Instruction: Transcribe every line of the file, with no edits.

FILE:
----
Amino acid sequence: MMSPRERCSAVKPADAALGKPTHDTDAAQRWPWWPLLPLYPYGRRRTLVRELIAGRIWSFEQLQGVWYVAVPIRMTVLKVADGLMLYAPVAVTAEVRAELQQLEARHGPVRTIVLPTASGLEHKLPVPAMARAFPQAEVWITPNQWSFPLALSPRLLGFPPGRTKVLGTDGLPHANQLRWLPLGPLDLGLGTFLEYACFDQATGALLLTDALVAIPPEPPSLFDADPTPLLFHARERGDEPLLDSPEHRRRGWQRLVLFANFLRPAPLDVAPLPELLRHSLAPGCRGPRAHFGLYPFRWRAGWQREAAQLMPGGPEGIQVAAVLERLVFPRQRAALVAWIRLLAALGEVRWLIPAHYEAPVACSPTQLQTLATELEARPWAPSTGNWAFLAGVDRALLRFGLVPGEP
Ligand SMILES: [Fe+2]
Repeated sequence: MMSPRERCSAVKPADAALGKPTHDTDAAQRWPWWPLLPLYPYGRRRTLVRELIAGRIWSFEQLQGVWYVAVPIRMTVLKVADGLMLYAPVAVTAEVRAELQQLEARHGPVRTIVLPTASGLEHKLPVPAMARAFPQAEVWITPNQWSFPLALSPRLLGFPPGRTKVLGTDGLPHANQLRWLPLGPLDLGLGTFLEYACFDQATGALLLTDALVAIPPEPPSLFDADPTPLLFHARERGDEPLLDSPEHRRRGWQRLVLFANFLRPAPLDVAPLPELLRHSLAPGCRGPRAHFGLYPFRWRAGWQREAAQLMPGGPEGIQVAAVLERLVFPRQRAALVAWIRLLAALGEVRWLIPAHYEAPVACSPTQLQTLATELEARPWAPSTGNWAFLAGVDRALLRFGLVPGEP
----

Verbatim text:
Amino acid sequence: MMSPRERCSAVKPADAALGKPTHDTDAAQRWPWWPLLPLYPYGRRRTLVRELIAGRIWSFEQLQGVWYVAVPIRMTVLKVADGLMLYAPVAVTAEVRAELQQLEARHGPVRTIVLPTASGLEHKLPVPAMARAFPQAEVWITPNQWSFPLALSPRLLGFPPGRTKVLGTDGLPHANQLRWLPLGPLDLGLGTFLEYACFDQATGALLLTDALVAIPPEPPSLFDADPTPLLFHARERGDEPLLDSPEHRRRGWQRLVLFANFLRPAPLDVAPLPELLRHSLAPGCRGPRAHFGLYPFRWRAGWQREAAQLMPGGPEGIQVAAVLERLVFPRQRAALVAWIRLLAALGEVRWLIPAHYEAPVACSPTQLQTLATELEARPWAPSTGNWAFLAGVDRALLRFGLVPGEP
Ligand SMILES: [Fe+2]
Repeated sequence: MMSPRERCSAVKPADAALGKPTHDTDAAQRWPWWPLLPLYPYGRRRTLVRELIAGRIWSFEQLQGVWYVAVPIRMTVLKVADGLMLYAPVAVTAEVRAELQQLEARHGPVRTIVLPTASGLEHKLPVPAMARAFPQAEVWITPNQWSFPLALSPRLLGFPPGRTKVLGTDGLPHANQLRWLPLGPLDLGLGTFLEYACFDQATGALLLTDALVAIPPEPPSLFDADPTPLLFHARERGDEPLLDSPEHRRRGWQRLVLFANFLRPAPLDVAPLPELLRHSLAPGCRGPRAHFGLYPFRWRAGWQREAAQLMPGGPEGIQVAAVLERLVFPRQRAALVAWIRLLAALGEVRWLIPAHYEAPVACSPTQLQTLATELEARPWAPSTGNWAFLAGVDRALLRFGLVPGEP